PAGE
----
Democrats are taking control of Virginia's local election machinery after almost 16 years of Republican domination.

The change means that as many as 40 GOP registrars statewide, some of whom have been in office for more than a decade, may be ousted from their jobs within the year. In addition, about 130 Republicans sitting on local electoral boards will be replaced by Democrats.

"It's a patronage-type thing for the party in power," said Del. Vincent F. Callahan Jr. (R-Fairfax). "It's one of those political plums that abound in Virginia."

State law mandates that the winning party in the last gubernatorial election be allotted two of the three seats on the electoral boards, which oversee local elections and appoint the registrars of voters. The election of Democratic Gov. Charles S. Robb ensured that control of the boards automatically would have switched to the Democrats over the next year as the terms of GOP board members expired.

But Democrats in the General Assembly this year maneuvered an even faster takeover of local election controls. Lawmakers approved legislation moving the appointment date of registrars from February to March, concurrent with electoral board members' terms.

Under the old law, some electoral boards still could have had a Republican majority when they met next February to select their registrars. But now the registrars won't be appointed until the new Democratic-controlled boards are seated in March.

The new law means Republican-appointed registrars in most counties and cities, including Fairfax and Arlington counties, probably will be replaced next year, according to officials in those counties. Fairfax County's D. Eveland Newman has been in office eight years, and Arlington registrar Peggy H. Wilkinson has been in the job nine years.

The Alexandria electoral board is in the process of selecting an acting registrar to replace Stanford B. Hurst, who is retiring in July after 10 years in office.

The party changeovers have little effect on voters or the people running for office in Northern Virginia, according to Callahan. "It just affects who's running the show," he said.

Callahan and other officials say the party control of the election process has the potential for greater impact in small, rural counties than in larger districts.

And while many consider the appointments "political plums," some of the plums are larger than others.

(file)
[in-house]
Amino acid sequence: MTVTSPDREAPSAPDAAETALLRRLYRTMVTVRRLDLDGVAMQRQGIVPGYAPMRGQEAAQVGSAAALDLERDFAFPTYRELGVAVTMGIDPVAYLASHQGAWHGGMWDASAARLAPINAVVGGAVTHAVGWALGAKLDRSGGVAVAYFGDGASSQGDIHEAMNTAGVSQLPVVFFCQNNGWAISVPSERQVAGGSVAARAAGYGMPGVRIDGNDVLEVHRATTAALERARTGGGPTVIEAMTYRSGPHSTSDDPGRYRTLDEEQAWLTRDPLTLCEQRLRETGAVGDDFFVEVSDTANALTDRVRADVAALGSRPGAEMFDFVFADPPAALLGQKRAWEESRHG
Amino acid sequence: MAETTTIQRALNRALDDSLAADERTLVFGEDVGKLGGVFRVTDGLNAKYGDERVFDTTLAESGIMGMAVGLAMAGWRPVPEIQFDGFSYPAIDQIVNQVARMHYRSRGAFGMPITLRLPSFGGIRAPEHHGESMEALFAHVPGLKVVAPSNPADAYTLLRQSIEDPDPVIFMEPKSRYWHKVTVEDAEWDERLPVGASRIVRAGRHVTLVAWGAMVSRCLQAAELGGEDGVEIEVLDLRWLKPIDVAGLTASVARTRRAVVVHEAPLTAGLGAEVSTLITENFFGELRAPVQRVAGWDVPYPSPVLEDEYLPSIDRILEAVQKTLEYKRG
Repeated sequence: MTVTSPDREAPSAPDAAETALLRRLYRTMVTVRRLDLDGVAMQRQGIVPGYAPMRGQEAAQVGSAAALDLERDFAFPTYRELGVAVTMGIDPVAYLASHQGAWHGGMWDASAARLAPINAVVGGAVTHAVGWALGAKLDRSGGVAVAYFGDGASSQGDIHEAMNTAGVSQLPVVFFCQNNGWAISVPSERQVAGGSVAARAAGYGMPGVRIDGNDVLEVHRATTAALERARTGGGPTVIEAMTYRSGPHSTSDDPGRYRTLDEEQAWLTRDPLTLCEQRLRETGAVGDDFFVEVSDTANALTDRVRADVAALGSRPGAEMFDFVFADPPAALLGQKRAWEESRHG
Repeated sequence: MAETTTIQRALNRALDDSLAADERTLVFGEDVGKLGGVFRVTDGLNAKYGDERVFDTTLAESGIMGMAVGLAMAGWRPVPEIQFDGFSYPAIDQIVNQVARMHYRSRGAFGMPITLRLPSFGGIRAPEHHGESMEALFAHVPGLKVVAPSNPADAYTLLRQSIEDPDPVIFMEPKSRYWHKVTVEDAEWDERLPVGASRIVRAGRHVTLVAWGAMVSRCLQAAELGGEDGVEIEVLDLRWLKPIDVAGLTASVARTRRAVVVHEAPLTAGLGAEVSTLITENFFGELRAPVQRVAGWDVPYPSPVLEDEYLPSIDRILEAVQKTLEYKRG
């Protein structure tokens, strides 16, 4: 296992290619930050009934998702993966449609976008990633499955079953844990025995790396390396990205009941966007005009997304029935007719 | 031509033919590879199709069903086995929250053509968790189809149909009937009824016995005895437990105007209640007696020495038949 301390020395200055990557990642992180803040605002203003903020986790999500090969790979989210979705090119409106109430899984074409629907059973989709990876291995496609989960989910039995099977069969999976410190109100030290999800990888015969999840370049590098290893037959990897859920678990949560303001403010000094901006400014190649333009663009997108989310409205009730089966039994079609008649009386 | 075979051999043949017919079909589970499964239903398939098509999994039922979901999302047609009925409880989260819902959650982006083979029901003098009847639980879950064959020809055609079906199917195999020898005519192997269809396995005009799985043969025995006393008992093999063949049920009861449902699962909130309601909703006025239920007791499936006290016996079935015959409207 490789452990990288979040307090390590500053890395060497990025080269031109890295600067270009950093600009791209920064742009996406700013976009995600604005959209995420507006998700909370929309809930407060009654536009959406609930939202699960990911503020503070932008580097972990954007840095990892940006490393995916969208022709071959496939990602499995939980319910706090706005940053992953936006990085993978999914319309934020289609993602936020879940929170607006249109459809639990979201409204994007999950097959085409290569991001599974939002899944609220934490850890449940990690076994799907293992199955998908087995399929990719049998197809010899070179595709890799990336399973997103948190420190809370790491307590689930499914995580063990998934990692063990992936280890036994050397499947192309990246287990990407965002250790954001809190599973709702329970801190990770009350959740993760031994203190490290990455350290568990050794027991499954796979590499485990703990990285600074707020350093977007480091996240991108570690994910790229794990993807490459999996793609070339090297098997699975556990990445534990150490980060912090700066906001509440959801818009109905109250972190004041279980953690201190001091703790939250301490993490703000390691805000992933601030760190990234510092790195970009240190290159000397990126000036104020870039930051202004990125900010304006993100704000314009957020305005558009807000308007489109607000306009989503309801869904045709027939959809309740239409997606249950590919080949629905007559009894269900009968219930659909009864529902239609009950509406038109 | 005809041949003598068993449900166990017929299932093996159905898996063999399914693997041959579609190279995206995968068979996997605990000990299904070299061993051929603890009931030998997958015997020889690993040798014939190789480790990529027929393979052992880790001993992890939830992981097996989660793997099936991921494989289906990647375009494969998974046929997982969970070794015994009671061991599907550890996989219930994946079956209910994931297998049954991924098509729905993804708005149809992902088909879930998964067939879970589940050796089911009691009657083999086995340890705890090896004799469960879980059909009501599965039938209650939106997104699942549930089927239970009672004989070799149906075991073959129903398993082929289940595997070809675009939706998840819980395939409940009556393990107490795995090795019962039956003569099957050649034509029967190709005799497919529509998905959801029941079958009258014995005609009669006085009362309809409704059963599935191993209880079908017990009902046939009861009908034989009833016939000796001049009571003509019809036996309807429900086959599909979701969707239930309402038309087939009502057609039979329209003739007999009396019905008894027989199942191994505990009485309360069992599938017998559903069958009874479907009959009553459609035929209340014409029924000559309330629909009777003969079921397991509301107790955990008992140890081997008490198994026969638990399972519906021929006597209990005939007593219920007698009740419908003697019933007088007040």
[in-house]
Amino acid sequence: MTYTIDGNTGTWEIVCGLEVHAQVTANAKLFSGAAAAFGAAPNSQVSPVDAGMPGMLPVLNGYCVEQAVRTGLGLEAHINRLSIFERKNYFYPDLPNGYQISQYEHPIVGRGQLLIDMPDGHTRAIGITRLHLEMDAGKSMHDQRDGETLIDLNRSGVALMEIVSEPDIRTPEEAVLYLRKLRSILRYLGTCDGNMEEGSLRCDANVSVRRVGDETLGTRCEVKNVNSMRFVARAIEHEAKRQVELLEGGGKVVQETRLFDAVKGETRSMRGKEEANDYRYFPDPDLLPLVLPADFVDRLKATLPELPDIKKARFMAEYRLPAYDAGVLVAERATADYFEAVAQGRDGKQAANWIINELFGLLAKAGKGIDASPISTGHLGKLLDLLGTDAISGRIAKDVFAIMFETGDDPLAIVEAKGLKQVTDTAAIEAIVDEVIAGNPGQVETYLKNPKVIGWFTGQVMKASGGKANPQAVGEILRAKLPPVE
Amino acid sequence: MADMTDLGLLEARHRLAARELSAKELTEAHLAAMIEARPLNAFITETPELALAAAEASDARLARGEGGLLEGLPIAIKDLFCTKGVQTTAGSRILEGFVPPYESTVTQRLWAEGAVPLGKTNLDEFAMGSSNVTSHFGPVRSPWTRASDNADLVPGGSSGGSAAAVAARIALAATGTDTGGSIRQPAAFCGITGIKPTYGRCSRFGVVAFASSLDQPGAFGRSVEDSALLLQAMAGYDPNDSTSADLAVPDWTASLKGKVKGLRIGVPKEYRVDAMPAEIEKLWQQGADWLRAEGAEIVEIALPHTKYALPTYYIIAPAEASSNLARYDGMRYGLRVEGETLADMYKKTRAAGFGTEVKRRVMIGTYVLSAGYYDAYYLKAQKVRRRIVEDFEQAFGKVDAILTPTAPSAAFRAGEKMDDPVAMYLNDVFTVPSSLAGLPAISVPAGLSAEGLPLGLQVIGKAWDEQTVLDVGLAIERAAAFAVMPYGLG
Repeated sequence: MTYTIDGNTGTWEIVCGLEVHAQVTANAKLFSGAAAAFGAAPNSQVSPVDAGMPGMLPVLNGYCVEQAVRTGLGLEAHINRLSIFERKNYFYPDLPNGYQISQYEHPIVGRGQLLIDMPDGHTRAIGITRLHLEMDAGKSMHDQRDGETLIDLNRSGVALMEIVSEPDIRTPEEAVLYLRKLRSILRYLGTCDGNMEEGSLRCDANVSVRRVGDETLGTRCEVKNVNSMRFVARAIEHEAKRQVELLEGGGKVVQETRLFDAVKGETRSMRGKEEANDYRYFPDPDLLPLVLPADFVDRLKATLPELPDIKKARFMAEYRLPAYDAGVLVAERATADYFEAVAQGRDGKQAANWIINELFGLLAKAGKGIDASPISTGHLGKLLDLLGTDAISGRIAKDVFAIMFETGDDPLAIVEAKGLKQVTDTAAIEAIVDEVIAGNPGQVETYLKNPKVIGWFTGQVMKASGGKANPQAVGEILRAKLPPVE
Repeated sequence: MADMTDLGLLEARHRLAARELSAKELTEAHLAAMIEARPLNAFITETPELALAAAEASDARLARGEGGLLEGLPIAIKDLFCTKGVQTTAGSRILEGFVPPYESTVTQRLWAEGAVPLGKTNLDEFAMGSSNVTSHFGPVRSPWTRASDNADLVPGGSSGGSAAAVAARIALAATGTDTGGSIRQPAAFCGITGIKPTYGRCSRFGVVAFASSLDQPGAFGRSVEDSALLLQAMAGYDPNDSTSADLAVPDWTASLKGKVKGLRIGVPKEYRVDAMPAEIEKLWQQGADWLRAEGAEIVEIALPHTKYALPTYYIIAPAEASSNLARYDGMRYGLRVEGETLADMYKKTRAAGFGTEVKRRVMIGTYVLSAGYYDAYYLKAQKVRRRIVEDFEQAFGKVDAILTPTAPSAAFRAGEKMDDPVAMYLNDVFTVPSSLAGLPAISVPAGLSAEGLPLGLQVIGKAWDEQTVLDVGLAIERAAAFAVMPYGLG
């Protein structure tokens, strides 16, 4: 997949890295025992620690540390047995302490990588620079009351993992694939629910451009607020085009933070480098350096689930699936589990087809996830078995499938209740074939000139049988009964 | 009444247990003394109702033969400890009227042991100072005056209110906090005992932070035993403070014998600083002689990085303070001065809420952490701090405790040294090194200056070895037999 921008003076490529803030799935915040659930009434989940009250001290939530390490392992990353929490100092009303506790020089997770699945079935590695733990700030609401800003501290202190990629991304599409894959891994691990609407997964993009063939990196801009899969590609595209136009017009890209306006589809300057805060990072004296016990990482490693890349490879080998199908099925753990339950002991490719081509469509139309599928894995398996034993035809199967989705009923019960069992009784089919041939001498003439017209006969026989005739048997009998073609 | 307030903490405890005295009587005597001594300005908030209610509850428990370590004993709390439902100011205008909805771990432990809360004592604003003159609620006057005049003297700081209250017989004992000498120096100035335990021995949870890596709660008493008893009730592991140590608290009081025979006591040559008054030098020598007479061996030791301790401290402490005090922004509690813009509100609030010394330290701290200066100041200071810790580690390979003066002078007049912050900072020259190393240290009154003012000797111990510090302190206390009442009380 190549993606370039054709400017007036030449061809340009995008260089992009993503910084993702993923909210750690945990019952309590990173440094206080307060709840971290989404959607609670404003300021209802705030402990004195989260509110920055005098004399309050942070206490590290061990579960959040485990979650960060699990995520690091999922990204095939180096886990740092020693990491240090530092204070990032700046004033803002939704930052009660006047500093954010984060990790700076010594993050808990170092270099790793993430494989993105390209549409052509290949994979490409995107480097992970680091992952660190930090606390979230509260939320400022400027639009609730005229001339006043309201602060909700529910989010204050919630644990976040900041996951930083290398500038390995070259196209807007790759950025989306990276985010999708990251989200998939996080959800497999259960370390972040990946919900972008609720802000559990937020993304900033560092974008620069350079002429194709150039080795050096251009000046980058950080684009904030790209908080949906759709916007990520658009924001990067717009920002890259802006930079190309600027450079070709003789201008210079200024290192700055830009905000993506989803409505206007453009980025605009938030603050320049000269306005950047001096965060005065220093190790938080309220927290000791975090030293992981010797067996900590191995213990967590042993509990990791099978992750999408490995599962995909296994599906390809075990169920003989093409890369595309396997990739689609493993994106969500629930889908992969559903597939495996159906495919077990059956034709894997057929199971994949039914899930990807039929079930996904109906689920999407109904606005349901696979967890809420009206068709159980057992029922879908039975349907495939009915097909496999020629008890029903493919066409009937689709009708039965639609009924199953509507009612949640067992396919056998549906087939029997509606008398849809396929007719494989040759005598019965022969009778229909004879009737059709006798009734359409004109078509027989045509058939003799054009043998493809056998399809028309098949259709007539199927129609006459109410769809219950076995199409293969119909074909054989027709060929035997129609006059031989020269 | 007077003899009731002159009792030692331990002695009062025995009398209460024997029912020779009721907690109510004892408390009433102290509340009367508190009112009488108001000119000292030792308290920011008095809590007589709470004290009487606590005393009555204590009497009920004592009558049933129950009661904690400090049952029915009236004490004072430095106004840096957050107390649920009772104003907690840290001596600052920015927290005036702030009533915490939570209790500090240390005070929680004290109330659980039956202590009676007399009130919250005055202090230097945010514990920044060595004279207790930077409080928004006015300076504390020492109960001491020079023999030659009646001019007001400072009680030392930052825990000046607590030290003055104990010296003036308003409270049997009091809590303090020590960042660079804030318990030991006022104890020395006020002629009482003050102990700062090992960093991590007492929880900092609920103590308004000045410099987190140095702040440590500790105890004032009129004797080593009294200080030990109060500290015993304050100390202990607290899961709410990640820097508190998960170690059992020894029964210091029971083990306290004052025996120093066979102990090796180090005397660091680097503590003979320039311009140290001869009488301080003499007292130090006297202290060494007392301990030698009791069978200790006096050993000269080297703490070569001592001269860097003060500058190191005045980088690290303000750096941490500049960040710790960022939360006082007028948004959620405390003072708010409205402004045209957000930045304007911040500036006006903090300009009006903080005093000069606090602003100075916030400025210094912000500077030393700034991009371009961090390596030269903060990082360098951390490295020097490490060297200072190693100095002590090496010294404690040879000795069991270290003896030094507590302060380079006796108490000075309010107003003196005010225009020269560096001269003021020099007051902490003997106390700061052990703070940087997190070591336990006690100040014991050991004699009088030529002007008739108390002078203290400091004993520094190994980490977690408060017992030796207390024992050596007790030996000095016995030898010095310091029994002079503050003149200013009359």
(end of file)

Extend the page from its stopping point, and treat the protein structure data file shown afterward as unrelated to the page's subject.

In Fairfax County, Republican Millard Rappleyea has served for 12 years as secretary or administrator of elections for the electoral board--a full-time position with a $40,000 annual salary. He was replaced last month by Jane Vitray, long-time Democratic Party activist and statewide finance director for Robb's gubernatorial campaign.

Rappleyea held the only full-time electoral board job in the state; all others are part-time. The full-time status was granted in the early 1970s by the General Assembly because of the large size and high voter turnover in the state's largest political jurisdiction.

"I have no quarrel at all that the electoral board be divided between two parties," said Rappleyea. "But I definitely don't think the administrator of elections should also be a board member. It was a serious mistake."

Rappleyea admitted, however, "As long as I was doing it, I didn't fight the system."

But last month, "after 12 years in a career position, I was out because we got a new governor," said Rappleyea, who had been considered a fixture of county government by many residents and politicians.

Rappleyea, now a consultant to the D.C. Board of Elections, said he has applied for an opening as full-time director of the board.

Although Rappleyea was forced to give up the full-time seat on the board, he could have remained in one of the two part-time positions until his term expires next year. But Rappleyea said he resigned when he was hired as a consultant by the District electoral board because "it would have been a conflict of interest, if not illegal."

Two new Democratic members have been appointed to the Fairfax board: Vitray and former Fairfax Sheriff James Swinson, who was named to fill Rappleyea's unexpired membership when he resigned his seat on the board. Republican Nancy Short White remains on the board as chairman.

In Arlington County, Democrat Margo Horner has replaced Republican Ralph Kimble. The two members already seated are William O'Connell, chairman, and Michael Hage, secretary.

In Alexandria, Democrat Donald P. Moore has replaced GOP member Jeff Wainscott. Alfred Swersky is chairman of the board, and Shirley D. Jones is secretary. Both have been on the board several years.

Electoral board members are appointed by circuit court judges in each jurisdiction.